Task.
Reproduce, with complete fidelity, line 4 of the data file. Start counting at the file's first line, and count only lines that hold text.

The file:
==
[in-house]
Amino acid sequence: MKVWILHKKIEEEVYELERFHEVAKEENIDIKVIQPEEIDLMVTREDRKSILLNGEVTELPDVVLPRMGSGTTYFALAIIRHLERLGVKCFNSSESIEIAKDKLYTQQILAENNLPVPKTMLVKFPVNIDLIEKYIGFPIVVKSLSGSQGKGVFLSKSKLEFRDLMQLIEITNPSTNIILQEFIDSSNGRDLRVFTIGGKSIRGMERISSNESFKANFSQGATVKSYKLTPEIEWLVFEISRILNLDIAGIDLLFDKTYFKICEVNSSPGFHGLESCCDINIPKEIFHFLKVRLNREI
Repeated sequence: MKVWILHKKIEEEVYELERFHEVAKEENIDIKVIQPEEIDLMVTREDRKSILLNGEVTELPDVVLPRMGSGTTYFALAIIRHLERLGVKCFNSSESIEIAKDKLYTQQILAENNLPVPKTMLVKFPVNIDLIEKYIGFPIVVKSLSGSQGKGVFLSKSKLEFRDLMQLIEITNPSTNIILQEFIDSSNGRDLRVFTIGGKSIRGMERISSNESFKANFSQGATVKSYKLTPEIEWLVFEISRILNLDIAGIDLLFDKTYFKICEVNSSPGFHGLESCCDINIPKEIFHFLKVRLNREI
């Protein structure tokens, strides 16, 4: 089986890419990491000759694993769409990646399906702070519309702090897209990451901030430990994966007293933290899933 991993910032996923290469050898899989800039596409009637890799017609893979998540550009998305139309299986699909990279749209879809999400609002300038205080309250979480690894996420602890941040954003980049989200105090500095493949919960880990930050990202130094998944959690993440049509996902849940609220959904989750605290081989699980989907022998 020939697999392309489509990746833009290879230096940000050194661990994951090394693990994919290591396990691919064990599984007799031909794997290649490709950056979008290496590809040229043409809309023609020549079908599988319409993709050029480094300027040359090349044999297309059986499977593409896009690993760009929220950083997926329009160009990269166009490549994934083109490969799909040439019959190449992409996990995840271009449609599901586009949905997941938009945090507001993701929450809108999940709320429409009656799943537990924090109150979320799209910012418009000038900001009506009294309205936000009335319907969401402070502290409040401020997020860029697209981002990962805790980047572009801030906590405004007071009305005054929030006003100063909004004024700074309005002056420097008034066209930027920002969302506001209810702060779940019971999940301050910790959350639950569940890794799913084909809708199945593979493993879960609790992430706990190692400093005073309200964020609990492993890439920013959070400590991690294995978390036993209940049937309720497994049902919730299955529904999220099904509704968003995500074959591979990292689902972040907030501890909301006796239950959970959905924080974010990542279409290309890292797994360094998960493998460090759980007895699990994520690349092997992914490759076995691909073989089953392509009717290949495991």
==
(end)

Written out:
């Protein structure tokens, strides 16, 4: 089986890419990491000759694993769409990646399906702070519309702090897209990451901030430990994966007293933290899933 991993910032996923290469050898899989800039596409009637890799017609893979998540550009998305139309299986699909990279749209879809999400609002300038205080309250979480690894996420602890941040954003980049989200105090500095493949919960880990930050990202130094998944959690993440049509996902849940609220959904989750605290081989699980989907022998 020939697999392309489509990746833009290879230096940000050194661990994951090394693990994919290591396990691919064990599984007799031909794997290649490709950056979008290496590809040229043409809309023609020549079908599988319409993709050029480094300027040359090349044999297309059986499977593409896009690993760009929220950083997926329009160009990269166009490549994934083109490969799909040439019959190449992409996990995840271009449609599901586009949905997941938009945090507001993701929450809108999940709320429409009656799943537990924090109150979320799209910012418009000038900001009506009294309205936000009335319907969401402070502290409040401020997020860029697209981002990962805790980047572009801030906590405004007071009305005054929030006003100063909004004024700074309005002056420097008034066209930027920002969302506001209810702060779940019971999940301050910790959350639950569940890794799913084909809708199945593979493993879960609790992430706990190692400093005073309200964020609990492993890439920013959070400590991690294995978390036993209940049937309720497994049902919730299955529904999220099904509704968003995500074959591979990292689902972040907030501890909301006796239950959970959905924080974010990542279409290309890292797994360094998960493998460090759980007895699990994520690349092997992914490759076995691909073989089953392509009717290949495991």